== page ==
inaccensa

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Sep 5, 2008
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Absent all other forces, a block sliding down an inclined plane experiences an acceleration =gsin(theta), ie fraction of g.
-->Is it safe to say that the block is solely moving under the influence of gravitational force, if so what about the frictional force? Is the force due to gravity > frictional force?
-->If we assume the inclined plane to be infinitely long, at what point ( will it only stop at the bottom of the incline and due to what condition does the block come to a stop? Ignoring air resistance
-->Work done moving it up directly at height "h" is equal to the work done pulling the block up the distance "d." If there is indeed friction, will the work done pulling the block up d < work done pulling the block at height h? What frictional force is present when we pull the block directly up?
--> Lastly, ignoring friction,if the work done is same, then KE is equal and the velocity or rather change in velocity will be sam. If I look according to v=(2gh)^1/2; v'=(2g(h/sintheta)^1/2; v'=velocity moving down the incline is less, which makes sense since the acceleration is less, but doesnt this seem contradicting?
 
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Absent all other forces, a block sliding down an inclined plane experiences an acceleration =gsin(theta), ie fraction of g.
-->Is it safe to say that the block is solely moving under the influence of gravitational force, if so what about the frictional force? Is the force due to gravity > frictional force?
If the problem says "absent all other forces", then yes, gravity is what gives the block that acceleration a = gsin(theta). If friction enters into the picture, then in order for the block to move, the weight's component along the surface mgsin(theta) must exceed the frictional force.
-->If we assume the inclined plane to be infinitely long, at what point ( will it only stop at the bottom of the incline and due to what condition does the block come to a stop? Ignoring air resistance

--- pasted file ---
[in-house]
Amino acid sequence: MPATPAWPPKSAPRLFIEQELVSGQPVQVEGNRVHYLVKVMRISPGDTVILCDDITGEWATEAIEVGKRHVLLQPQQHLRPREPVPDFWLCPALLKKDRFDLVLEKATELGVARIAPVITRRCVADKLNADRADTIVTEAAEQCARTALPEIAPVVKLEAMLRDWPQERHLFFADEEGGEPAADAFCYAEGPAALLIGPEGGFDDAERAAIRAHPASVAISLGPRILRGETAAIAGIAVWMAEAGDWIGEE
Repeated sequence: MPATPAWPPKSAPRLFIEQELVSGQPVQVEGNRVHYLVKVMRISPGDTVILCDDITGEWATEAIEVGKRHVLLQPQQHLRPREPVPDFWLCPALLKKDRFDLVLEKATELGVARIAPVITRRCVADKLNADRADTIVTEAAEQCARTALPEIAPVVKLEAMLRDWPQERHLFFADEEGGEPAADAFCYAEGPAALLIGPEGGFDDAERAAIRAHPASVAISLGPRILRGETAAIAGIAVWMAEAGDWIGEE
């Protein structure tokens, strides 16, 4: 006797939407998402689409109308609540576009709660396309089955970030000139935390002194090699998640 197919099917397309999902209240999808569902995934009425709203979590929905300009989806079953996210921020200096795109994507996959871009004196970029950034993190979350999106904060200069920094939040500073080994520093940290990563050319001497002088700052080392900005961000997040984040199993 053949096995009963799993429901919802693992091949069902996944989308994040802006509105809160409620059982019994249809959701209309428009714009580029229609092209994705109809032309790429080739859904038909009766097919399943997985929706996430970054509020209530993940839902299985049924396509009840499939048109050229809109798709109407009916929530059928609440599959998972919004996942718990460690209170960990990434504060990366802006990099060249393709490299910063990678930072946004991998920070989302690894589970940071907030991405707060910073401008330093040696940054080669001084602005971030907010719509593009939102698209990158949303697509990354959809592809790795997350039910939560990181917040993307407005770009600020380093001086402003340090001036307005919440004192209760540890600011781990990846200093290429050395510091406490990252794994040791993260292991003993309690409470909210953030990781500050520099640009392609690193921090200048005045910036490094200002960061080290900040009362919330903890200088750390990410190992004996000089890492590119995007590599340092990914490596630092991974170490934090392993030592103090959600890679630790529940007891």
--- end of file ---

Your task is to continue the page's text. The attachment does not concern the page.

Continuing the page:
If the incline is infinitely long and there is no air resistance and there are no other forces, then the block will keep gaining speed at v^2 = 2(gsin(theta))(d) until d is infinite and v is infinite which is nonsense - this is where relativity takes over because nothing can go faster than light. The only way to stop this motion is to dissipate the kinetic energy through heat, friction, etc.
-->Work done moving it up directly at height "h" is equal to the work done pulling the block up the distance "d." If there is indeed friction, will the work done pulling the block up d < work done pulling the block at height h? What frictional force is present when we pull the block directly up?
If you define d as distance along the incline, h = dsin(theta), the work done pulling the block straight up is mgh, the work done sliding it up the incline without friction is mgdsin(theta), and greater if you have to work against friction.
--> Lastly, ignoring friction,if the work done is same, then KE is equal and the velocity or rather change in velocity will be sam. If I look according to v=(2gh)^1/2; v'=(2g(h/sintheta)^1/2; v'=velocity moving down the incline is less, which makes sense since the acceleration is less, but doesnt this seem contradicting?
There is no contradiction. v^2 = 2(gsin(theta))(d) = 2gh because h = dsin(theta).
 
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inaccensa

10+ Year Member
Sep 5, 2008
511
1
Status
Medical Student
If you define d as distance along the incline, h = dsin(theta), the work done pulling the block straight up is mgh, the work done sliding it up the incline without friction is mgdsin(theta), and greater if you have to work against friction

Can you please elaborate. I understand that the work is same in absence of friction, but with friction, will the work done by pulling an object (mgh >mgsin(theta)d)
 
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